Methods: High- resolution ALMA observations of CO(2-1) and CO(1-0) emission were used to characterize the mass and dynamical state of the "headlight" molecular cloud. The characteristics of this cloud are compared to the typical properties of molecular clouds in NGC 628. A simple large velocity gradient (LVG) analysis incorporating additional ALMA observations of 13CO(1-0), HCO+(1-0), and HCN(1-0) emission was used to constrain the beam-diluted density and temperature of the molecular gas. We analyzed the MUSE spectrum using Starburst99 to characterize the young stellar population associated with the H II region.
Results: The unusually bright headlight cloud is massive (1 - 2 × 107 M), with a beam-diluted density of nH2 = 5 × 104 cm-3 based on LVG modeling. It has a low virial parameter, suggesting that the CO emission associated with this cloud may be overluminous due to heating by the H II region. A young (2 - 4 Myr) stellar population with mass 3 × 105 M is associated.
Conclusions: We argue that the headlight cloud is currently being destroyed by feedback from young massive stars. Due to the large mass of the cloud, this phase of the its evolution is long enough for the impact of feedback on the excitation of the gas to be observed. The high mass of the headlight cloud may be related to its location at a spiral co-rotation radius, where gas experiences reduced galactic shear compared to other regions of the disk and receives a sustained inflow of gas that can promote the mass growth of the cloud.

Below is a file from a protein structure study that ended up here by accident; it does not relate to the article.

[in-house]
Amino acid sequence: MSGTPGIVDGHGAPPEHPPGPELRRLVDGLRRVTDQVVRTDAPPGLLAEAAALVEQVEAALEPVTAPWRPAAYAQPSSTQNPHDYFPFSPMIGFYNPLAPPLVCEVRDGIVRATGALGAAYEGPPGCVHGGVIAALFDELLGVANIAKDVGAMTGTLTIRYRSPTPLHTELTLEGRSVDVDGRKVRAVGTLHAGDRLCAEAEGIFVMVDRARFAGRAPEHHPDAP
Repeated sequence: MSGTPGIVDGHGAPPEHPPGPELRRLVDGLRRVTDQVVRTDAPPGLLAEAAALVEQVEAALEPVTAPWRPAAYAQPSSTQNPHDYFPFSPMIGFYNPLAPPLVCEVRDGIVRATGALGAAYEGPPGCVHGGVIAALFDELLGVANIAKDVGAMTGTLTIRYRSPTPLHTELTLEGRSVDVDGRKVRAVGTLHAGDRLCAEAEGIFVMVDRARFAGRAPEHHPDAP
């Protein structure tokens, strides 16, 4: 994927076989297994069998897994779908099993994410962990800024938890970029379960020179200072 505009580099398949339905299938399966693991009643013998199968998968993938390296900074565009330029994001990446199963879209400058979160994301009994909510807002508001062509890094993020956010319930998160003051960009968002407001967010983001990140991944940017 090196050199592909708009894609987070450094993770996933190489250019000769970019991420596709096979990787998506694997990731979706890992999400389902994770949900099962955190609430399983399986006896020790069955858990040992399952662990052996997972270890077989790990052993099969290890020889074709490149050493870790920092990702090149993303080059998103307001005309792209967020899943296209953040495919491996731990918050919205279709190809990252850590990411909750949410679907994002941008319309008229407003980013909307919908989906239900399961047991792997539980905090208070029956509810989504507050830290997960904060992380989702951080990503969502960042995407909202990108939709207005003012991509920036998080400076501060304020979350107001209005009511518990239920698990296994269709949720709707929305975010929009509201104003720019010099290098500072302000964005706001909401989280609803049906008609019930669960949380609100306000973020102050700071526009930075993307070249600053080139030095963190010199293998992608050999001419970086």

The reduced data cubes are only available at http:// 11570/20.0001, in the page http://https://www.c
Dynamical Equilibrium in the Molecular ISM in 28 Nearby Star-forming GalaxiesSun, JiayiLeroy, Adam K.Ostriker, Eve C.Hughes, AnnieRosolowsky, ErikSchruba, AndreasSchinnerer, EvaBlanc, Guillermo A.Faesi, ChristopherKruijssen, J. M. DiederikMeidt, SharonUtomo, DyasBigiel, FrankBolatto, Alberto D.Chevance, MélanieChiang, I. -DaDale, DanielEmsellem, EricGlover, Simon C. O.Grasha, KathrynHenshaw, JonathanHerrera, Cinthya N.Jimenez-Donaire, Maria JesusLee, Janice C.Pety, JérômeQuerejeta, MiguelSaito, ToshikiSandstrom, KarinUsero, AntonioDOI: info:10.3847/1538-4357/ab781cv. 892148
Sun, Jiayi, Leroy, Adam K., Ostriker, Eve C., Hughes, Annie, Rosolowsky, Erik, Schruba, Andreas, Schinnerer, Eva, Blanc, Guillermo A., Faesi, Christopher, Kruijssen, J. M. Diederik, Meidt, Sharon, Utomo, Dyas, Bigiel, Frank, Bolatto, Alberto D., Chevance, Mélanie, Chiang, I. -Da, Dale, Daniel, Emsellem, Eric, Glover, Simon C. O., Grasha, Kathryn, Henshaw, Jonathan, Herrera, Cinthya N., Jimenez-Donaire, Maria Jesus, Lee, Janice C., Pety, Jérôme et al. 2020. "Dynamical Equilibrium in the Molecular ISM in 28 Nearby Star-forming Galaxies." The Astrophysical Journal 892:148.
ID: 157304
Type: article